Conflicts & War

Duque orders public forces to dismantle road blockades in Colombia

(Update 1: adds views of CNP, Yumbo protests pars 9-15)

Bogotá, May 17 (EFE).- Colombia’s president on Monday ordered the public forces to deploy their “maximum operational capacity” to dismantle road blockades erected by protesters during the past 20 days of demonstrations, in which around 40 people have died.

“There is no right in Colombia to block roads; no right to affect the rights of others. I have instructed the Public Force to unblock roads in the country, working with mayors and governors, and in strict compliance with human rights,” Iván Duque said in a statement.

The protests in Colombia, which began on Apr. 28 against the government’s now-withdrawn tax reform proposal, also demand, among other issues, the cessation of police brutality to which organizations such as Temblores blame for 39 deaths; the withdrawal of the health reform project, which includes privatizations; the strengthening of a mass Covid-19 vaccinations and basic income of at least a monthly legal minimum wage.

The president said he based his decision on the fact that peaceful protest is allowed in Colombia, but illegal roadblocks have affected millions of citizens who have not been able to get their products.

“We have also seen the impact that it has brought to the circulation of food, depleting entire cities,” said Duque, who two weeks ago deployed the army to help break the blockades.

He also announced that from July 1 there will be a employment generation program for young people between 18 and 28 years old, in which 25 percent of their salary will be subsidized.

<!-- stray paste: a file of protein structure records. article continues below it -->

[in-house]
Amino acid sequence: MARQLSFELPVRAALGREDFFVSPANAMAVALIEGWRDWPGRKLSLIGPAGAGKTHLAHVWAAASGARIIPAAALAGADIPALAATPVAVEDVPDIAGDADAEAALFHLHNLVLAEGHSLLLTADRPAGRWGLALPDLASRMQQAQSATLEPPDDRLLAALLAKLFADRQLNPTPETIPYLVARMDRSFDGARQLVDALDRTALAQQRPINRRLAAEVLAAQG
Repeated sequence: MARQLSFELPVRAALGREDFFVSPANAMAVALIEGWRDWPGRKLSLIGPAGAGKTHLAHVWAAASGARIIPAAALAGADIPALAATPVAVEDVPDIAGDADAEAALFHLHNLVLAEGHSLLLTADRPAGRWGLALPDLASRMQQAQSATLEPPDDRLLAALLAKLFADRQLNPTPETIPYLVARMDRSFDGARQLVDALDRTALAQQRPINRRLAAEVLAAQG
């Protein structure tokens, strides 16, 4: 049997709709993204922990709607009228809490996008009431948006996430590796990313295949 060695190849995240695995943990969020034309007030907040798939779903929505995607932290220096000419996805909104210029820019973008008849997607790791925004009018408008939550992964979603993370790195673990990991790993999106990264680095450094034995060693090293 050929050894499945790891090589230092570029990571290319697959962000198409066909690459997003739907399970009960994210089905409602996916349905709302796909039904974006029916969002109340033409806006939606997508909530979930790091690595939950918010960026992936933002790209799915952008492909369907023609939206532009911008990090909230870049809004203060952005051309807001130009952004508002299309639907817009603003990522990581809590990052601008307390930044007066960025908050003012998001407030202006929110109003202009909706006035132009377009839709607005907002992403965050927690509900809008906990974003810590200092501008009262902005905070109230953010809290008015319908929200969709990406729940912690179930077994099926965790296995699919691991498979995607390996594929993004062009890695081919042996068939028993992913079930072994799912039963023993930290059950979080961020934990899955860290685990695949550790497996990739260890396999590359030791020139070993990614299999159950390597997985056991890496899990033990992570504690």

The government has continued to ask that protesters cease the roadblocks because they affect the battered economy of the country that has not been able to function at 100 percent due to the lockdowns adopted to stop the spread of the coronavirus.

The economic losses in 15 days are estimated at more than 6.5 trillion pesos (about $1.7 billion), according to the government.

Meanwhile, a delegation from the government, led by the High Commissioner for Peace Miguel Ceballos, met for the second consecutive day with the National Strike Committee (CNP) with the aim of establishing a negotiating table to find a way out of the country’s social crisis.

The CNP accused the government of “not wanting to negotiate ” or “provide guarantees” for the protests.

“The national government does not acknowledge the gravity and dimension of state violence against protesters. It does not acknowledge the cases reported by human rights organizations,” said the CNP, which convened another nationwide strike for Wednesday.

The CNP said that the “real response” it received from the government on Monday to its requests to start negotiations was “brutal police violence since last night (Sunday)” in the municipality of Yumbo in southwestern Colombia, where one person has died and at least 22 were injured.

Local authorities say that riots in the city near Cali broke out on Sunday night when people tried to vandalize a police station, which sparked clashes between citizens and led the mobile anti-riot squad (Esmad) to intervene.

An explosion was also reported on Monday near the headquarters of the state-owned oil company Ecopetrol, with no reports of injuries or deaths so far.

“I want to ask the national government to stop this situation of violence and aggression against my community, against my municipality. We, yumbeños, are peace-loving people, hardworking. I thank the international organizations that have come to Yumbo to ensure freedom of expression in the protest,” Yumbo Mayor Jhon Jairo Santamaría said in a statement.

To deal with the protests that continued Monday with riots in cities such as Yumbo and Neiva and peaceful sit-ins in other municipalities, the government activated a panel for evaluating guarantees for public demonstrations. EFE


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